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Our Hong Kong adventured ended with us attending a meeting at the Kowloon Central English hall that is made up of 200 Filipino sisters and 5 local Brothers. The sisters are “imported servants” for the rich Hong Kong parents of overweight Hong Kong children. The Sisters leave their home and families to work in (according to a Amnesty International report I read recently) substandard and often exploitative conditions. The Sisters only get one day off a week and so this required that the meetings are all conducted on their day off. I found their comments during the Watchtower (simplified edition) encouraging and almost universally starting with “what I learned….” Or “ I want to use this to improve my relationship with God by….”.


Sitting next to and visiting with these wonderfully kind, meek and materially poor Sisters caused both Tamara and I to feel something similar to shame or guilt at the freedom that we two possess. Coming to terms with inequity is something easier pushed aside than examined too closely if given the choice…those that travel are often not given that choice.


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Zambia Eight Years Later

Our first International Volunteer assignment was to Zambia in 2003.  We had made many friends, enjoyed our time and allowed our minds and hearts to be affected by the experience. The 3 months in the Zambia Branch and the 5 weeks afterward exploring Africa (Malawi, Tanzania, Botswana and South Africa) helped us to focus our lives to what we really wanted to do.

You can read about some of our experiences HERE

I recently received some links to some other young couples and their time working at the Zambia Bethel.

Here are the links for you to enjoy.

Is that a Python?

Lester and Leah in Zambia



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Slovenia (part 2)

I am not sure why we always rush from one place to the other on our travels. After just a day or two of resting up from our travels, we both are itching to explore and see new things! Taking a road that wandered higher into the mountains, we found another beautiful lake  that had steep mountains on either side. The trees were just changing colors and had it not been for the sun, it would have been too cold to explore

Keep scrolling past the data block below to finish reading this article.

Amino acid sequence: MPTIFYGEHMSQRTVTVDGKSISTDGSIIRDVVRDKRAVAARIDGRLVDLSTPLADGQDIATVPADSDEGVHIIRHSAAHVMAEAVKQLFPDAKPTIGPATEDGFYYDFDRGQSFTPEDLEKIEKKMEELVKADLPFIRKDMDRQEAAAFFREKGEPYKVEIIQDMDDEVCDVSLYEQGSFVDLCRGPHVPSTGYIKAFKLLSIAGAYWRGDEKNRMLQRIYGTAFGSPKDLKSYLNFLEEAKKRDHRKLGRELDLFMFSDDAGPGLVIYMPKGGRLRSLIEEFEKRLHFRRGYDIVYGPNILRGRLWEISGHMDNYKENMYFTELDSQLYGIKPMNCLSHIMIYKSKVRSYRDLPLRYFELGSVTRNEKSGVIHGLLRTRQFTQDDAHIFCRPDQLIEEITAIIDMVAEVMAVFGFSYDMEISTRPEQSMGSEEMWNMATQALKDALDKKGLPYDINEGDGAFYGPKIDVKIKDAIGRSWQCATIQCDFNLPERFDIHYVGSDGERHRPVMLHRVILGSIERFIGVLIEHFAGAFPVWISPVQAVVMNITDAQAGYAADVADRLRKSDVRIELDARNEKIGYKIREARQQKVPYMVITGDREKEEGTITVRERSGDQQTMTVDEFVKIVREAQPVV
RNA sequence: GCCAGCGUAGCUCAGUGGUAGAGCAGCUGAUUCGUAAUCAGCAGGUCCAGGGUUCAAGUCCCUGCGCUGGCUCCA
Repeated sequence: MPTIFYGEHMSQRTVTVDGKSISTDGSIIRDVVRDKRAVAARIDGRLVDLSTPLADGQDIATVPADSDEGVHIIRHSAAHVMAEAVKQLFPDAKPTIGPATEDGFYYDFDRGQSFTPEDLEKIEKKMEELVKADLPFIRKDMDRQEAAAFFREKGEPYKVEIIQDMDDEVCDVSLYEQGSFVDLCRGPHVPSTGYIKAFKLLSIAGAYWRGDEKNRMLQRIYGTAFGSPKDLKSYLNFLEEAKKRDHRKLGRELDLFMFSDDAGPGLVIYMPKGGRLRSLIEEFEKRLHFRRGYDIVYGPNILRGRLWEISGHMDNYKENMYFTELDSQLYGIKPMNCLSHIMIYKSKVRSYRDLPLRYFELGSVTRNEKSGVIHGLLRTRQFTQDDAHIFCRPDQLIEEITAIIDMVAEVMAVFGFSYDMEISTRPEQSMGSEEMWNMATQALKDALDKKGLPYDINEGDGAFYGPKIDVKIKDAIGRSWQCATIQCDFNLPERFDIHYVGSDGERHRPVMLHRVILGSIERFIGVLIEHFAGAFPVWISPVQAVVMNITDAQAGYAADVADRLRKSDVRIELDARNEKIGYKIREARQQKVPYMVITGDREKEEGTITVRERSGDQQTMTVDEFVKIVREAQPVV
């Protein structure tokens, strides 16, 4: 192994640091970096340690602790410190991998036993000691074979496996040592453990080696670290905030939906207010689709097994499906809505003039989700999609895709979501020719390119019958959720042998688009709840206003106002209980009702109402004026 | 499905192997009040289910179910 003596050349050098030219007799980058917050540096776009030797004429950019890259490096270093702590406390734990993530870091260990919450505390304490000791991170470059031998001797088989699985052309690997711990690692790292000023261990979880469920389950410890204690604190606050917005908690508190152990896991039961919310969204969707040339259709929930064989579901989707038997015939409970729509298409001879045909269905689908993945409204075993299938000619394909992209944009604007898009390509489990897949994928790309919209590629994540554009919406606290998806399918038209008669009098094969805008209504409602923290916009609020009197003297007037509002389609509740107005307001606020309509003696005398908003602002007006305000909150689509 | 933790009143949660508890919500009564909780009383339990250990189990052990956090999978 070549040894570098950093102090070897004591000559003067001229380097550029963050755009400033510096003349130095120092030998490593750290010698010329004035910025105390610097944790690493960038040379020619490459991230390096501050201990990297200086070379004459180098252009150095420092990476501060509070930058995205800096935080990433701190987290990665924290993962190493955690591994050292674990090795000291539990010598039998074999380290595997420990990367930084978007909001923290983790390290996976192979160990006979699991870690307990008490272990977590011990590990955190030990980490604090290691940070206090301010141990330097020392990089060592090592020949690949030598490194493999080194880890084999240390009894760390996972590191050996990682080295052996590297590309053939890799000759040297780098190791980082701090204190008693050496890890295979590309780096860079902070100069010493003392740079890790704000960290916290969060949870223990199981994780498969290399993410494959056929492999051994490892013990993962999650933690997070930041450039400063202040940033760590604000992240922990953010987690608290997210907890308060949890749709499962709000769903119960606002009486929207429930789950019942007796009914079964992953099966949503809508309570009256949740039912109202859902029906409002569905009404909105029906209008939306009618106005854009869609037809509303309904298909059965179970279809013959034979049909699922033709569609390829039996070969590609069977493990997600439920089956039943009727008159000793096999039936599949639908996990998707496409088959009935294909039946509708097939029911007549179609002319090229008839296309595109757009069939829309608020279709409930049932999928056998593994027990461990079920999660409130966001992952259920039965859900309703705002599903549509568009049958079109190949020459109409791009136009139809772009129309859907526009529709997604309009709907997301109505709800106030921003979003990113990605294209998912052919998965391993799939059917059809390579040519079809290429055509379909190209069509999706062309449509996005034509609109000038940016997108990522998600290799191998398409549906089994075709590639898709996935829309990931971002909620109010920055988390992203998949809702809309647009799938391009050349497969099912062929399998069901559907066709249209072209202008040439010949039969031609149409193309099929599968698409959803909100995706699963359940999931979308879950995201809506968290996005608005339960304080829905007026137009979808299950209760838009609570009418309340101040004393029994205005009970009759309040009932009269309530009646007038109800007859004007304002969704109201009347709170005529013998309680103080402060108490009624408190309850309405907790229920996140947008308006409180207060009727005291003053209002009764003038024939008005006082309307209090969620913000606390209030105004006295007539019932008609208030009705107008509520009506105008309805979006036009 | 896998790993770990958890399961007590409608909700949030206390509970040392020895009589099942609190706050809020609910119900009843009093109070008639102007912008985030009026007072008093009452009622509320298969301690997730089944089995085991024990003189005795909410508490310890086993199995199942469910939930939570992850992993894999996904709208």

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During the winter this is a popular place for skiing. Fortunate, some of the ski lifts were still running and one lift still took us up to a large remote lodge, overlooking the green valley below.

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From there, we headed off up the mountain on a hiking trail to see what was up at the top of the mountain. Winter is still a few months off and the sun was just enough to keep us warm against the high chilling air. We walked/stumbled over the stone path that looked like white marble and the few trees around were short scrubby pines that looked very old. Many trails (or goat paths not sure) led off in many directions but we were able to stay on course because of the trail markings, small red and white circles painted on the rocks.

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The views pulled us higher and higher until we reached what felt like the top of the world. All around us was distant Alp mountains and the clear air made the distant sleepy farming villages look like miniature models.

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Just as we were feeling “hardcore” for a self guided hike into the mountains, along came two backpackers with large packs. They looked so silly with their giant packs and we wondered just how much stuff did they need to bring with them.

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They dropped their packs at a scenic spot and started o pull out some really long sleeping bags. “How strange.”, we thought as we started to take pictures of them. Then they started to put on helmets and we knew we had misjudged them as backpackers.

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With just a quick look around and a sharp jerk, their fabric wing inflated and they briskly walked off the cliff into the sky. Instead of dropping, the air currents lifted held them aloft and they almost surfed invisible air waves.

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They were still sailing the thermals like eagles when we made it back to our car and drove away into the Autumn colored valley below.